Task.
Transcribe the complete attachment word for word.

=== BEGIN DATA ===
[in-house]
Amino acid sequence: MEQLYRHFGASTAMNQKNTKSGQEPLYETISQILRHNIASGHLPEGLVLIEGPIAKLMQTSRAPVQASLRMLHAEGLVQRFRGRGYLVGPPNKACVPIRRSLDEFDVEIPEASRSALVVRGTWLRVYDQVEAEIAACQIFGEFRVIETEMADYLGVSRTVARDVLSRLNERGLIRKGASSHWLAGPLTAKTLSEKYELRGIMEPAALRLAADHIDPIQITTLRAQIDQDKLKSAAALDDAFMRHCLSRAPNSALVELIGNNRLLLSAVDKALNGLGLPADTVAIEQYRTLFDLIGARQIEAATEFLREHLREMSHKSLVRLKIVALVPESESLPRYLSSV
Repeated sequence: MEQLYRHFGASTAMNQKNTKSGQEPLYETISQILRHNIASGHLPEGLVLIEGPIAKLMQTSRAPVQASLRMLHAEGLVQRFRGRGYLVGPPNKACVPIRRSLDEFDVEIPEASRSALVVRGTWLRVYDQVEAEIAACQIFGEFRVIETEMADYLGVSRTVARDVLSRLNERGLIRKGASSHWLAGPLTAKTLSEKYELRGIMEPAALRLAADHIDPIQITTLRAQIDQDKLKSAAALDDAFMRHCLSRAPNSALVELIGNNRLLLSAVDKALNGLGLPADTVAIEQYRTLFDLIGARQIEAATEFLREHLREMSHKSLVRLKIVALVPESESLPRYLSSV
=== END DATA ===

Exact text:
[in-house]
Amino acid sequence: MEQLYRHFGASTAMNQKNTKSGQEPLYETISQILRHNIASGHLPEGLVLIEGPIAKLMQTSRAPVQASLRMLHAEGLVQRFRGRGYLVGPPNKACVPIRRSLDEFDVEIPEASRSALVVRGTWLRVYDQVEAEIAACQIFGEFRVIETEMADYLGVSRTVARDVLSRLNERGLIRKGASSHWLAGPLTAKTLSEKYELRGIMEPAALRLAADHIDPIQITTLRAQIDQDKLKSAAALDDAFMRHCLSRAPNSALVELIGNNRLLLSAVDKALNGLGLPADTVAIEQYRTLFDLIGARQIEAATEFLREHLREMSHKSLVRLKIVALVPESESLPRYLSSV
Repeated sequence: MEQLYRHFGASTAMNQKNTKSGQEPLYETISQILRHNIASGHLPEGLVLIEGPIAKLMQTSRAPVQASLRMLHAEGLVQRFRGRGYLVGPPNKACVPIRRSLDEFDVEIPEASRSALVVRGTWLRVYDQVEAEIAACQIFGEFRVIETEMADYLGVSRTVARDVLSRLNERGLIRKGASSHWLAGPLTAKTLSEKYELRGIMEPAALRLAADHIDPIQITTLRAQIDQDKLKSAAALDDAFMRHCLSRAPNSALVELIGNNRLLLSAVDKALNGLGLPADTVAIEQYRTLFDLIGARQIEAATEFLREHLREMSHKSLVRLKIVALVPESESLPRYLSSV